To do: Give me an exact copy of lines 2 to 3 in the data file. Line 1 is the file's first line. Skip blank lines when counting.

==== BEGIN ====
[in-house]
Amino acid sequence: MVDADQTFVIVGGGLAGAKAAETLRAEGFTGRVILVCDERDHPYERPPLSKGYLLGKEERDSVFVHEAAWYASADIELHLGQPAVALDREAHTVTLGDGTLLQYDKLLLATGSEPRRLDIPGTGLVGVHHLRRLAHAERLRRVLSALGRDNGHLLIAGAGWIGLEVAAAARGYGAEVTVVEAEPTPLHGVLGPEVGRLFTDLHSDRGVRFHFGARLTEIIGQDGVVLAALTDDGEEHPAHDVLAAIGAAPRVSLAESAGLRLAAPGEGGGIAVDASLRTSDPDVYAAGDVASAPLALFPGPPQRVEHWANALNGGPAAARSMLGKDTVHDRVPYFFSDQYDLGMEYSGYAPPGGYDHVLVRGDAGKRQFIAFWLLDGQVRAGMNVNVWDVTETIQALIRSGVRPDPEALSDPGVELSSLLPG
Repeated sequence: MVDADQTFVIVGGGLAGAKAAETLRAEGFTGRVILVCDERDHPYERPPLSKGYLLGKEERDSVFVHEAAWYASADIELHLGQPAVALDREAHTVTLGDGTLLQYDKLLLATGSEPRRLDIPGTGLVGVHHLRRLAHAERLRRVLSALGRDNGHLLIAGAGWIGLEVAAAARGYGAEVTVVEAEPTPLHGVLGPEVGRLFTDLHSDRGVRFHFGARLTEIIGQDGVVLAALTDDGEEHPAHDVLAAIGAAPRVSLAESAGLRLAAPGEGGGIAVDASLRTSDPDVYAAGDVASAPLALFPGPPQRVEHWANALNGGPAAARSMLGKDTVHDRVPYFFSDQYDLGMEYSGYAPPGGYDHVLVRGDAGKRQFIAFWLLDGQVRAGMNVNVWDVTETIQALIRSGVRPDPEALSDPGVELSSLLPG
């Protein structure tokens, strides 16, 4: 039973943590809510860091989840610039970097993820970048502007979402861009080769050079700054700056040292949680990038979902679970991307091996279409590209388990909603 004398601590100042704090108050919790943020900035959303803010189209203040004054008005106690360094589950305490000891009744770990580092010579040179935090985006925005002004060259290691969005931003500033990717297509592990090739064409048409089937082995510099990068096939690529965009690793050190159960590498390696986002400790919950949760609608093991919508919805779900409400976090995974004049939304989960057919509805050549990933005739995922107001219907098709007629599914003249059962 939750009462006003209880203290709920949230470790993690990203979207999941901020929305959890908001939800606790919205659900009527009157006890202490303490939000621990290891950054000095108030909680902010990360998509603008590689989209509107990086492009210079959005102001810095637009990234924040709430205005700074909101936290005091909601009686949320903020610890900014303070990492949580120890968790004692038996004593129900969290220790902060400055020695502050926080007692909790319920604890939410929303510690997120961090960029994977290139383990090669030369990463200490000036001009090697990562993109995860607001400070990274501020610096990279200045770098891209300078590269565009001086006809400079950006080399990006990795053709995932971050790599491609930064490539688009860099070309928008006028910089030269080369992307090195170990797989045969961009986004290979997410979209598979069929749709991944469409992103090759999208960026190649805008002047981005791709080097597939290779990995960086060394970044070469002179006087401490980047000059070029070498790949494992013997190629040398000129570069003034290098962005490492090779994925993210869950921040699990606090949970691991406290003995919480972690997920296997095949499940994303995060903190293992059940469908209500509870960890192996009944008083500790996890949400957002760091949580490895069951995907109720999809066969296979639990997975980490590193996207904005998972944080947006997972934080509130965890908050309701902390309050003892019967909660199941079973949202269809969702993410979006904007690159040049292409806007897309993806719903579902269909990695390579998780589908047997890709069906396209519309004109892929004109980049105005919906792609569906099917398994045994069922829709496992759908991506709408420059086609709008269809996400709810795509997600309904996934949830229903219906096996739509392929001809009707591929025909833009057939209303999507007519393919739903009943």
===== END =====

Amino acid sequence: MVDADQTFVIVGGGLAGAKAAETLRAEGFTGRVILVCDERDHPYERPPLSKGYLLGKEERDSVFVHEAAWYASADIELHLGQPAVALDREAHTVTLGDGTLLQYDKLLLATGSEPRRLDIPGTGLVGVHHLRRLAHAERLRRVLSALGRDNGHLLIAGAGWIGLEVAAAARGYGAEVTVVEAEPTPLHGVLGPEVGRLFTDLHSDRGVRFHFGARLTEIIGQDGVVLAALTDDGEEHPAHDVLAAIGAAPRVSLAESAGLRLAAPGEGGGIAVDASLRTSDPDVYAAGDVASAPLALFPGPPQRVEHWANALNGGPAAARSMLGKDTVHDRVPYFFSDQYDLGMEYSGYAPPGGYDHVLVRGDAGKRQFIAFWLLDGQVRAGMNVNVWDVTETIQALIRSGVRPDPEALSDPGVELSSLLPG
Repeated sequence: MVDADQTFVIVGGGLAGAKAAETLRAEGFTGRVILVCDERDHPYERPPLSKGYLLGKEERDSVFVHEAAWYASADIELHLGQPAVALDREAHTVTLGDGTLLQYDKLLLATGSEPRRLDIPGTGLVGVHHLRRLAHAERLRRVLSALGRDNGHLLIAGAGWIGLEVAAAARGYGAEVTVVEAEPTPLHGVLGPEVGRLFTDLHSDRGVRFHFGARLTEIIGQDGVVLAALTDDGEEHPAHDVLAAIGAAPRVSLAESAGLRLAAPGEGGGIAVDASLRTSDPDVYAAGDVASAPLALFPGPPQRVEHWANALNGGPAAARSMLGKDTVHDRVPYFFSDQYDLGMEYSGYAPPGGYDHVLVRGDAGKRQFIAFWLLDGQVRAGMNVNVWDVTETIQALIRSGVRPDPEALSDPGVELSSLLPG